of producing display prints of photographic images. And, the Epson Premium
Glossy Paper you might buy at a computer or photo outlet is really formulated
for dye ink Epson printers, not the pigment ink 2200. So, in either
case you may not obtain either the best paper/printer profile performance
or ideal paper/ink compatibility compared to what you can expect in
prints made with the other media made for the 2200 like Watercolor,
Premium Luster, or Enhanced Matte.
Epson's new R800 printer, described in "Digital Innovations"
in the February issue of Shutterbug, uses the same inks as the 2200,
and its introduction is accompanied by a new glossy paper for the printer
and Epson Ultrachrome pigment inks. This new paper should be listed
on the Epson website store under the R800 printer in the very near future.
Printing Black And
White Images With An Ink Jet
Q. I need to purchase some software to calibrate both my CRT and LCD
monitors. The Adobe Gamma thing is making me nuts and my Epson prints
black and white with a strong magenta cast. I've assigned it the
modified ICC based on the Adobe setup but it doesn't make a difference.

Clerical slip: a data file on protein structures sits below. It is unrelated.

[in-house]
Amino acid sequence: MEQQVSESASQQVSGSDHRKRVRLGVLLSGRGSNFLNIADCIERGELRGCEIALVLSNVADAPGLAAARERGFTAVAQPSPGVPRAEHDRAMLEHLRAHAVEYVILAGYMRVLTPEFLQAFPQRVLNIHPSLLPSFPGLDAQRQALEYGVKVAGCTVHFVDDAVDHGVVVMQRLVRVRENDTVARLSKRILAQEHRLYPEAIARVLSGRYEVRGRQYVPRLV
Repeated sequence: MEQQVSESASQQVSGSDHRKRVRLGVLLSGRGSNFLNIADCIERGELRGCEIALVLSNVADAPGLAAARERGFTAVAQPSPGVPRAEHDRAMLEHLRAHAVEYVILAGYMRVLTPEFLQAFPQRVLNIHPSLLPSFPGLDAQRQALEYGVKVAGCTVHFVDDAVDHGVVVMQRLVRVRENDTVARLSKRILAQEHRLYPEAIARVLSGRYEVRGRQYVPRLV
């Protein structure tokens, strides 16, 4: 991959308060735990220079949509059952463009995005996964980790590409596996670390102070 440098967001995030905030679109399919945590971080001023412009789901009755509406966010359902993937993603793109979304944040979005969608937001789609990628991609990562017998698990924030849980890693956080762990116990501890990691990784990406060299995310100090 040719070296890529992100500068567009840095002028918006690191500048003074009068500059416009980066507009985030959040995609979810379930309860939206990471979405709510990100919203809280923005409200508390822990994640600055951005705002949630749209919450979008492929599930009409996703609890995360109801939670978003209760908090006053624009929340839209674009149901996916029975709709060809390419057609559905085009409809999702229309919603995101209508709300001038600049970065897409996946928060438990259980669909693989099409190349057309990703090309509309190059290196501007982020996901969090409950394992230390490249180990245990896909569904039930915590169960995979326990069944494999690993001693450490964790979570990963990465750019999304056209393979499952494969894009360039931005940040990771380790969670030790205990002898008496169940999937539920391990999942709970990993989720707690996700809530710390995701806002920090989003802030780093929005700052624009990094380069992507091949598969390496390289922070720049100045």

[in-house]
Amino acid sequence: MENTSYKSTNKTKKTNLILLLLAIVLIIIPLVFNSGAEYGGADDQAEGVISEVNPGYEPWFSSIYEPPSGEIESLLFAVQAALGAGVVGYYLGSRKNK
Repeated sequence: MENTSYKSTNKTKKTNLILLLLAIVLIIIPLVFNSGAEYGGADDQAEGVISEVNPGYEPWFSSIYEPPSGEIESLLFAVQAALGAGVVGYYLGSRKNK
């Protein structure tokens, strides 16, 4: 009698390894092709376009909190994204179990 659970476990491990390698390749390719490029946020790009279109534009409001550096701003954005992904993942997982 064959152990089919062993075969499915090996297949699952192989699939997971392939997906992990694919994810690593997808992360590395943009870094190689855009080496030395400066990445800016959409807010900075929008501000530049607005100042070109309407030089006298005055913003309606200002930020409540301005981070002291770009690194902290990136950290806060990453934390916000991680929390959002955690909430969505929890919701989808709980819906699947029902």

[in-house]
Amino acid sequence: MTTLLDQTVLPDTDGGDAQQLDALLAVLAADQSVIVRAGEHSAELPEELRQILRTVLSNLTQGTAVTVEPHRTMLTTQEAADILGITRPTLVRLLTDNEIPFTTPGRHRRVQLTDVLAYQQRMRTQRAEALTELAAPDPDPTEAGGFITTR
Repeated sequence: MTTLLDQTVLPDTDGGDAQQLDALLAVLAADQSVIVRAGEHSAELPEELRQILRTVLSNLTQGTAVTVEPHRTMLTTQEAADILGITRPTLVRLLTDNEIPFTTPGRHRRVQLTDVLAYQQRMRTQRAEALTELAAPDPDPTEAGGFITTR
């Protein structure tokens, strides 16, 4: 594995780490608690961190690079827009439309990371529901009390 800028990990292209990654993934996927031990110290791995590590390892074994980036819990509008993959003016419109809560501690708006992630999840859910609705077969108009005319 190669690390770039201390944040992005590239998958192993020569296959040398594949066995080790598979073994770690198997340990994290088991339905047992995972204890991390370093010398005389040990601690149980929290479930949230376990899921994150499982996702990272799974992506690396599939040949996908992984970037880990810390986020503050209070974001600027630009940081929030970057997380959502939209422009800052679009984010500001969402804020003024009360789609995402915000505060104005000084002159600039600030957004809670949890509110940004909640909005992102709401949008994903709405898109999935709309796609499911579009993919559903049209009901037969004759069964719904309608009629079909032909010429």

Am I magenta vision impaired? I always see ColorVision Spyder and MonacoOPTIX
being advertised. The basic Monaco kit is always priced over $100 more
than the basic ColorVision package. Do you know why? Is it $100 better?
Thank you for your help in advance.
didn't mention which Epson printer, but that really doesn't
matter as far as printing black and white as long as it is not one of
the really old models with limited number of jets and lower resolution.
Personally, being long of tooth with lots of my library of images in
black and white, with newer Epson printers I simply use the highest
resolution the printer supports and set the driver to print black ink
only. I find the prints are just about as good as even those I made
with special Quad Black proprietary inks and special software, and a
lot less hassle with jets getting clogged up. Color management will
not solve the magenta problem. It is just that it is not possible to
adjust some printers so the balance of ink colors, when added up, produces
a perfectly neutral gray--it's like trying to balance a marble
on the tip of a needle. (However, at least one new Epson printer just
out, the Stylus Pro 4000, will for the first time provide full support
for making black and white prints.)
To a very large extent, color management is not related to the problem
of getting a color cast out of gray scale images printed using all of
the ink colors of an ink jet. However, monitor calibration and profiling
is essential to obtain a good match between an image on screen and how
all the values are reproduced in a print. Several years ago, when Epson
made a joint marketing deal with Monaco Systems, their EZcolor 1.0 software
and monitor sensor was a real bargain compared to a half dozen other